‘Nduja

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1. WHAT IS IT?

Pronounced: en-doo-yah

AKA: spicy soft salami; spicy pork butter; flaming liquid salami; the Red Nutella

Country of origin: Italy

Animal of origin: pig

History: ‘Nduja is loosely related to andouille, a French sausage introduced to Italy in the 13th century. And just like andouille, the Italian version was traditionally made from “poor cuts”, like the pig’s head, stomach, and small intestines. Today, this spreadable meat is made from a pig’s hind leg (prosciutto) and speck (fat). A delicacy of Calabria in southern Italy, ‘nduja is mixed with lots of red pepper for a big heat profile.

 

NOTE: This meat spread is mildly spicy. For those who can’t handle the heat, but still want to experience the taste of ‘nduja, use it in moderation or dilute the intensity by mixing it with ricotta, yogurt, or heavy cream.

 

2. IS IT HEALTHY?

Nutritional Value: protein, potassium

Health Benefits: anti-inflammatory effects, improves heart health

Replaces: Frank’s Red Hot or Sriracha

 

3. WHERE CAN I FIND?

Where: An Italian market, or you can order it online at laquercia.us, or zingermans.com

 

4. HOW LONG DOES IT LAST?

Store: ‘Ndjua can be kept outside the fridge for a week or two as its many spices act as a natural preservative.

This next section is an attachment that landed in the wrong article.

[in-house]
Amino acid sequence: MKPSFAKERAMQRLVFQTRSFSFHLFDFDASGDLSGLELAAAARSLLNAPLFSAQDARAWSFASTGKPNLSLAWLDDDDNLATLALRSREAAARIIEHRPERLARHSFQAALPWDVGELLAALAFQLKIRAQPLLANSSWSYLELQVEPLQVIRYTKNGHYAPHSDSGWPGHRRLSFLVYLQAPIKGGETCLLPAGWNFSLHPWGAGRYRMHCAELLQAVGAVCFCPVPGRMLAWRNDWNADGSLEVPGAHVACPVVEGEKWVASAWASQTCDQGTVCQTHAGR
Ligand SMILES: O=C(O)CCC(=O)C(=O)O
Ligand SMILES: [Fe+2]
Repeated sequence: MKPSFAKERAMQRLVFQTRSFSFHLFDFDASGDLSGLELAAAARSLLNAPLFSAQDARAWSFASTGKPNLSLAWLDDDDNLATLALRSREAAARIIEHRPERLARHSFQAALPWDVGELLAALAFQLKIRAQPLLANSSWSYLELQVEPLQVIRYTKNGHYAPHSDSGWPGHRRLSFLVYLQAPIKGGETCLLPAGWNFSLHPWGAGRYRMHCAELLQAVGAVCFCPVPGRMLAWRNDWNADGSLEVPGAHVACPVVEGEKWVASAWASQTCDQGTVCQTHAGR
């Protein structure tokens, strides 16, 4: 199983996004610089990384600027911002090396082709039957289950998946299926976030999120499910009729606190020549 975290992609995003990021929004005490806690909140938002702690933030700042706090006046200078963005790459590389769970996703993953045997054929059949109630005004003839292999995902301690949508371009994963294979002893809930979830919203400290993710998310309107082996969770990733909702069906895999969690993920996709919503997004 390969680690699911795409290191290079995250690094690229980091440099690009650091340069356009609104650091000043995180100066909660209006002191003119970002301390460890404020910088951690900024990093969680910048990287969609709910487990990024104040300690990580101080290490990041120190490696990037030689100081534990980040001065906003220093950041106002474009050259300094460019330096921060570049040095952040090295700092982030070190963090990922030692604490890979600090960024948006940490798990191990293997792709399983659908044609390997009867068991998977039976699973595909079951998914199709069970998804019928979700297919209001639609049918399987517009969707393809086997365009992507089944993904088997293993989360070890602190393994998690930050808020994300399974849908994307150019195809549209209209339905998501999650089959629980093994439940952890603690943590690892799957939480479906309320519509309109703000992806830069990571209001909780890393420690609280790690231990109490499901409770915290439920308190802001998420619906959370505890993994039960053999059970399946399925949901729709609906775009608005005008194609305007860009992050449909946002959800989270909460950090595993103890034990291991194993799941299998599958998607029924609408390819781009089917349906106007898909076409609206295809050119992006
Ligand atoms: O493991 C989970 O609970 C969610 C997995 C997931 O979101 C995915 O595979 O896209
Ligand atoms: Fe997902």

If you prefer to keep it in the fridge, be sure to keep it wrapped in its casing. Use a spoon to scoop out the spread, leaving the skin untouched. Wrap the exposed meat with its excess casing and refrigerate for up to 1 month.

NOTE: Refrigerated ‘nduja will start to dry and harden from extended exposure to oxygen, but it’s still edible.

 

5. I DIDN’T KNOW THAT. . .

  • The aging process for ‘nduja takes almost 1 year.
  • In Italy it is more commonly pronounced doo-yah.
  • Once a peasant dish, ‘nduja was made from the pig’s spleen, stomach, intestine, lungs, esophagus, heart, trachea, pharynx, facial muscles, and lymph nodes.

 

6. BUT HOW DO I EAT IT?

With ‘nduja, the sky is the limit. You can spread it on toast or fried eggs; melt it into pasta or pizza sauces; stir it into soup, or rub it onto chicken.

Chicken Salad Sandwich with ‘Nduja

 

Craving more? Check out these recipes:

Spaghettini with ‘Nduja (from cooking.nytimes.com)

‘Nduja Meatballs (from thetasteofcalabria.com)

 

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